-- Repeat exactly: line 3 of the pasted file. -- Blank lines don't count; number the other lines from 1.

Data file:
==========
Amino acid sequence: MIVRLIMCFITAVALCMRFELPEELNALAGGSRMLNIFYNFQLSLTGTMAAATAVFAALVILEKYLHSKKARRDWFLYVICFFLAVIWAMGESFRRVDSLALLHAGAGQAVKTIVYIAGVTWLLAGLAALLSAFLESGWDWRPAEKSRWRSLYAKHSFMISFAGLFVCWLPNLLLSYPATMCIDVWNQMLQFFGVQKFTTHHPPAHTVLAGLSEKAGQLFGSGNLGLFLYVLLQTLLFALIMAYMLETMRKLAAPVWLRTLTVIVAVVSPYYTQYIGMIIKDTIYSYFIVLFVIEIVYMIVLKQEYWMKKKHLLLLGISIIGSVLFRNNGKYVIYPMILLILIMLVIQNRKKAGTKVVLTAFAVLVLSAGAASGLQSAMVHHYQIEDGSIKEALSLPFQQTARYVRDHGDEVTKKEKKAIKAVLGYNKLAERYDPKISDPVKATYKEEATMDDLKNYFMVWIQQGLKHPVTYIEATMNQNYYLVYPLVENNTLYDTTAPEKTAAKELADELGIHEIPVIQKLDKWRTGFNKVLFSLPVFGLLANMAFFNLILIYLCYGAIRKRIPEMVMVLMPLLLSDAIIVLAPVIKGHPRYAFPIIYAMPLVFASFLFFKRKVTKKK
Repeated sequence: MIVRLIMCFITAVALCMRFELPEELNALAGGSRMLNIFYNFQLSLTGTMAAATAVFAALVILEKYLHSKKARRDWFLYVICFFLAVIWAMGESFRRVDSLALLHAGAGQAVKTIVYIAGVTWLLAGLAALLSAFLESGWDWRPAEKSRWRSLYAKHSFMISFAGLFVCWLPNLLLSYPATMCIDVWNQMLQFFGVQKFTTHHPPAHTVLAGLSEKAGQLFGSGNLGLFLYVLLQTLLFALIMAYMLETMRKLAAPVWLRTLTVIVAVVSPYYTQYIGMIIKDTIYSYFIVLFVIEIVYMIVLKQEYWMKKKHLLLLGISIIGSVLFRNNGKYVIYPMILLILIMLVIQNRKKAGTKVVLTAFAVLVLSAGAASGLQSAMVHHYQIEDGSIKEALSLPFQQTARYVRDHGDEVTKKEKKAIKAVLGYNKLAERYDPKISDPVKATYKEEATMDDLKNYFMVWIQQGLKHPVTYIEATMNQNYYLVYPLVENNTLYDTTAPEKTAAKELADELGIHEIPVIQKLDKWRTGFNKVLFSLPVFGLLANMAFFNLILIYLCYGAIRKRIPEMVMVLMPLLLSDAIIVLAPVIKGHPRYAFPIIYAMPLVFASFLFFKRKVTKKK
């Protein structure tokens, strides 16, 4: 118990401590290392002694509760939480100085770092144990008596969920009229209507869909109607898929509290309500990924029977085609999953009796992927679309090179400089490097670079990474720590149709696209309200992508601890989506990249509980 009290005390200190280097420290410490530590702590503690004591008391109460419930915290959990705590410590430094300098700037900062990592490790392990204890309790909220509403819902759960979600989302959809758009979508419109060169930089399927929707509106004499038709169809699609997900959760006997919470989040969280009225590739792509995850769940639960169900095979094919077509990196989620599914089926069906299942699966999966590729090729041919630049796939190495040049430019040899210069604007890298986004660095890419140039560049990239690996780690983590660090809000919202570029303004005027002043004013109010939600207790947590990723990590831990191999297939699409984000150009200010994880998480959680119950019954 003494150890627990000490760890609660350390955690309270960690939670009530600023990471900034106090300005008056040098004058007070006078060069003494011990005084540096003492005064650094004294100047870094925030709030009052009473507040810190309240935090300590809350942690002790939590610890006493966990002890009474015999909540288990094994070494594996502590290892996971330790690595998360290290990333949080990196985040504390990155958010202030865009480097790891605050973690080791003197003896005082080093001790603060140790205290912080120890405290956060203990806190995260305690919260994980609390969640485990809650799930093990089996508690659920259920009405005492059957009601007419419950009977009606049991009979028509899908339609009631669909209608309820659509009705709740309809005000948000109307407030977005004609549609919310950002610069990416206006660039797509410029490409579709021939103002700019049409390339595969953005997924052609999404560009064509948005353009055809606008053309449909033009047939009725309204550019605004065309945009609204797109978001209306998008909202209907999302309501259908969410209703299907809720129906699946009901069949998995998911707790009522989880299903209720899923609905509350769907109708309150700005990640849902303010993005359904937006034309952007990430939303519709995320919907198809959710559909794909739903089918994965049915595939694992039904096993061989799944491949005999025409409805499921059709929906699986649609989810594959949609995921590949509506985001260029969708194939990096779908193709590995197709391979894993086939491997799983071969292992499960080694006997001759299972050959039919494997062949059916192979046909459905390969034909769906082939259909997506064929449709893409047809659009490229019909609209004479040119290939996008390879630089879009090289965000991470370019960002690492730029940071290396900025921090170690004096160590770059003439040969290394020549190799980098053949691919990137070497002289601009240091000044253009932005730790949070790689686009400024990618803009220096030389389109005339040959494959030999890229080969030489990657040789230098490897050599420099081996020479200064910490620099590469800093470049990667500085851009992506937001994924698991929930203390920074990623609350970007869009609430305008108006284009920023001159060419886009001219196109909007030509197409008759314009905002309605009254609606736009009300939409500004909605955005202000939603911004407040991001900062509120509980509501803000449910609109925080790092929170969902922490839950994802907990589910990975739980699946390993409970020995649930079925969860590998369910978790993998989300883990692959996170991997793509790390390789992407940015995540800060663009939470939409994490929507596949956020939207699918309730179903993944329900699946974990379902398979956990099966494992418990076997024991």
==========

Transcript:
């Protein structure tokens, strides 16, 4: 118990401590290392002694509760939480100085770092144990008596969920009229209507869909109607898929509290309500990924029977085609999953009796992927679309090179400089490097670079990474720590149709696209309200992508601890989506990249509980 009290005390200190280097420290410490530590702590503690004591008391109460419930915290959990705590410590430094300098700037900062990592490790392990204890309790909220509403819902759960979600989302959809758009979508419109060169930089399927929707509106004499038709169809699609997900959760006997919470989040969280009225590739792509995850769940639960169900095979094919077509990196989620599914089926069906299942699966999966590729090729041919630049796939190495040049430019040899210069604007890298986004660095890419140039560049990239690996780690983590660090809000919202570029303004005027002043004013109010939600207790947590990723990590831990191999297939699409984000150009200010994880998480959680119950019954 003494150890627990000490760890609660350390955690309270960690939670009530600023990471900034106090300005008056040098004058007070006078060069003494011990005084540096003492005064650094004294100047870094925030709030009052009473507040810190309240935090300590809350942690002790939590610890006493966990002890009474015999909540288990094994070494594996502590290892996971330790690595998360290290990333949080990196985040504390990155958010202030865009480097790891605050973690080791003197003896005082080093001790603060140790205290912080120890405290956060203990806190995260305690919260994980609390969640485990809650799930093990089996508690659920259920009405005492059957009601007419419950009977009606049991009979028509899908339609009631669909209608309820659509009705709740309809005000948000109307407030977005004609549609919310950002610069990416206006660039797509410029490409579709021939103002700019049409390339595969953005997924052609999404560009064509948005353009055809606008053309449909033009047939009725309204550019605004065309945009609204797109978001209306998008909202209907999302309501259908969410209703299907809720129906699946009901069949998995998911707790009522989880299903209720899923609905509350769907109708309150700005990640849902303010993005359904937006034309952007990430939303519709995320919907198809959710559909794909739903089918994965049915595939694992039904096993061989799944491949005999025409409805499921059709929906699986649609989810594959949609995921590949509506985001260029969708194939990096779908193709590995197709391979894993086939491997799983071969292992499960080694006997001759299972050959039919494997062949059916192979046909459905390969034909769906082939259909997506064929449709893409047809659009490229019909609209004479040119290939996008390879630089879009090289965000991470370019960002690492730029940071290396900025921090170690004096160590770059003439040969290394020549190799980098053949691919990137070497002289601009240091000044253009932005730790949070790689686009400024990618803009220096030389389109005339040959494959030999890229080969030489990657040789230098490897050599420099081996020479200064910490620099590469800093470049990667500085851009992506937001994924698991929930203390920074990623609350970007869009609430305008108006284009920023001159060419886009001219196109909007030509197409008759314009905002309605009254609606736009009300939409500004909605955005202000939603911004407040991001900062509120509980509501803000449910609109925080790092929170969902922490839950994802907990589910990975739980699946390993409970020995649930079925969860590998369910978790993998989300883990692959996170991997793509790390390789992407940015995540800060663009939470939409994490929507596949956020939207699918309730179903993944329900699946974990379902398979956990099966494992418990076997024991």